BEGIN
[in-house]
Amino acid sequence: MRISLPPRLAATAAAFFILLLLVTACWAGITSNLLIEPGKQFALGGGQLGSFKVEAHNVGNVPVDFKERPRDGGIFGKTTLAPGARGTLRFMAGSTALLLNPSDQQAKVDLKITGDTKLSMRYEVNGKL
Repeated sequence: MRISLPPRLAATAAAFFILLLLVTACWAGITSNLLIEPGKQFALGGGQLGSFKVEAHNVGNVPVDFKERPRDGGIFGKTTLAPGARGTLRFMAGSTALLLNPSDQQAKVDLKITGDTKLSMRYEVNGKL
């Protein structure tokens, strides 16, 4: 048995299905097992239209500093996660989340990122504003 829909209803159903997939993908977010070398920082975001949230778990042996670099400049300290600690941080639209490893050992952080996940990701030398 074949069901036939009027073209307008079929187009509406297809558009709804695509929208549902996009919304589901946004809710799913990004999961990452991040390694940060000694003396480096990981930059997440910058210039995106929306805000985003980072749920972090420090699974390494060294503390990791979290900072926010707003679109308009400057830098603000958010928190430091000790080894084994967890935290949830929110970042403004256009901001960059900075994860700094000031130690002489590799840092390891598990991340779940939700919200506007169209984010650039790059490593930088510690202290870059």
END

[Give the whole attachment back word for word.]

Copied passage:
[in-house]
Amino acid sequence: MRISLPPRLAATAAAFFILLLLVTACWAGITSNLLIEPGKQFALGGGQLGSFKVEAHNVGNVPVDFKERPRDGGIFGKTTLAPGARGTLRFMAGSTALLLNPSDQQAKVDLKITGDTKLSMRYEVNGKL
Repeated sequence: MRISLPPRLAATAAAFFILLLLVTACWAGITSNLLIEPGKQFALGGGQLGSFKVEAHNVGNVPVDFKERPRDGGIFGKTTLAPGARGTLRFMAGSTALLLNPSDQQAKVDLKITGDTKLSMRYEVNGKL
């Protein structure tokens, strides 16, 4: 048995299905097992239209500093996660989340990122504003 829909209803159903997939993908977010070398920082975001949230778990042996670099400049300290600690941080639209490893050992952080996940990701030398 074949069901036939009027073209307008079929187009509406297809558009709804695509929208549902996009919304589901946004809710799913990004999961990452991040390694940060000694003396480096990981930059997440910058210039995106929306805000985003980072749920972090420090699974390494060294503390990791979290900072926010707003679109308009400057830098603000958010928190430091000790080894084994967890935290949830929110970042403004256009901001960059900075994860700094000031130690002489590799840092390891598990991340779940939700919200506007169209984010650039790059490593930088510690202290870059």